Hemādri Paṇḍit, popularly known as Hemāḍapanta, was a polymath and a prime minister from 1259 to 1274 C.E. in the regimes of King Mahādev (1259–1271) and King Ramachandra (1271–1309) of Seuna Yādav Dynasty of Devagiri, which ruled in the western and southern part of India. Hemadpant is also the creator of the Hemadpanti architecture.
Hemadri Pandit was born in a Deshastha Rigvedi Brahmin (DRB) family that had its origin in the Hemadri village in the Dakshin Kannada District of Karnataka. As per other sources, Hemadri was born in the southern Kannada speaking regions of the Yadava kingdom in a Kannada Madhyadina Shaka Brahmin family. His father, Kāmadeo, had brought him up in Maharashtra. In Hemadri's biography written by Keshav Appa Padhye, the author has mentioned that Hemadri was a Deshastha Rigvedi of Ashvalayana sutra and Vatsagotri (belonging to the Vatsa Gotra) Panchapravari brāhmaṇa(५: जामदग्ना वत्सास्तेषां पञ्चार्षेयो भार्गवच्यावनाप्नवानौर्वजामदग्नेति, ref. आश्वलायनश्रौतसूत्र). Padhye has mentioned the reference for this information to be the book authored by Hemadri himself, चतुर्वर्गचिंतामणि, or chaturvarga-chintāmaṇi.
Hemadri was a diplomat, an administrator, an architect, a poet, and a theologian and scholar. During his prime ministership, the Yadav kingdom reached its zenith; soon after his tenure, the Turkic emperor at Delhi, Alāuddin Khalji, and his successors ended the Yadav rule in southwestern India.
Hemadri wrote the encyclopedic book about dharma, Chaturvarga Chintāmaṇi. It contains, among other subjects, thousands of Vratas along with the modus operandi for performing them.
He wrote the commentary named Āyurveda Rasāyan on Ayurvedic Samhita "Ashtānga Hṛdayam", containing descriptions of various diseases and remedies for them.
A small historical book, Hemādpanti Bakhar is credited to him.
He created Mestakas to standardize procedural parts of the state administration.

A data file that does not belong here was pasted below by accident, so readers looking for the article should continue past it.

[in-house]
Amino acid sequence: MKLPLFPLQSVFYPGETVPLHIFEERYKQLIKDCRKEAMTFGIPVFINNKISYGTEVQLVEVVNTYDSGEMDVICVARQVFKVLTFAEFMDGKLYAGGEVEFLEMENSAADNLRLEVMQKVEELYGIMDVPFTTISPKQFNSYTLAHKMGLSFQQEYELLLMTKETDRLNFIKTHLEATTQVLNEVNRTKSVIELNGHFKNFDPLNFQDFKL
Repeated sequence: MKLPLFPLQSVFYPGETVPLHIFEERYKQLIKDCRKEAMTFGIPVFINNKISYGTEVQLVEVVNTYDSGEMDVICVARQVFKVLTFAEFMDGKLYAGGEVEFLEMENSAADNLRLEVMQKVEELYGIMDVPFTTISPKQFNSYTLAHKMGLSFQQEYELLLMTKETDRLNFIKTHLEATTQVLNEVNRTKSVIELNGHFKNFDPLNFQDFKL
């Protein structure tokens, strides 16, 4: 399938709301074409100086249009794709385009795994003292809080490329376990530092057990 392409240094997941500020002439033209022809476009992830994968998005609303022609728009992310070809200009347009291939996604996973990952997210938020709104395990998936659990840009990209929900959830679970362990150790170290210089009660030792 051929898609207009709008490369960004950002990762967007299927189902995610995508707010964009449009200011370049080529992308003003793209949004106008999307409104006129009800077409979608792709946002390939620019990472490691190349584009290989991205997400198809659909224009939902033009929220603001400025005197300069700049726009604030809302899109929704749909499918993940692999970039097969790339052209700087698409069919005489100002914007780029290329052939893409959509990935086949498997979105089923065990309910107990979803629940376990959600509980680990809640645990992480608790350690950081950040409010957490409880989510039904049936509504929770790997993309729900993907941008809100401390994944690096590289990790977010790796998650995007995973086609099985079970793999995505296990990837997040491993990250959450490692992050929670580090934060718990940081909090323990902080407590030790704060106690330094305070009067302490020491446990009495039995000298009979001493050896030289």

Hemadri introduced use of Modi script for Marāthi (cursive style of writing Marathi) in government correspondence.
He conceived of Hemadpanti architecture of buildings and temples which did not use lime.
He introduced plantation of pearl millet (Bājari) as a staple crop.
He encouraged and supported many artists and writers like Bopadev and studied their books and presented his own criticism.
- ^ P. V. Kate (1987). Marathwada Under the Nizams, 1724-1948. Mittal Publications. p. 7. ISBN 9788170990178.
- ^ Kallidaikurichi Aiyah Nilakanta Sastri (1966). A History of South India from Prehistoric Times to the Fall of Vijayanagar. Oxford University Press. p. 482.
- ^ Kāḷācyā paḍadyāāḍa , Volume 2. Marāṭhī Sāhitya Parishada. 1992. p. 373.
देवगिरी येथे रामचंद्रराव राजा राज्य करीत असता दमरदारीच्या कामावर हेमाद्री ऊर्फ हेमाडपंत' हा देशस्थ ऋग्वेदी ब्राह्मण काम करीत होता.
- ^ Religious Cultures in Early Modern India: New Perspectives. Routledge. 2014. ISBN 9781317982876.
- ^ Novetzke, Christian Lee (18 October 2016). The Quotidian Revolution: Vernacularization, Religion, and the Premodern Public Sphere in India. Columbia University Press. p. 64. ISBN 978-0-231-54241-8.
- Samasta Maharashtriya Brahman Potshakha (Marathi) by Dr. Abhaykumar Savaji
- Hemadri Athawa Hemadpant (Marathi) by Keshav Appa Padhye
- Maharashtra Saraswat (Marathi) by Vinayakrao Bhave
- Aitihasik Prastavana (Marathi) by Vishwanath Kashinath Rajwade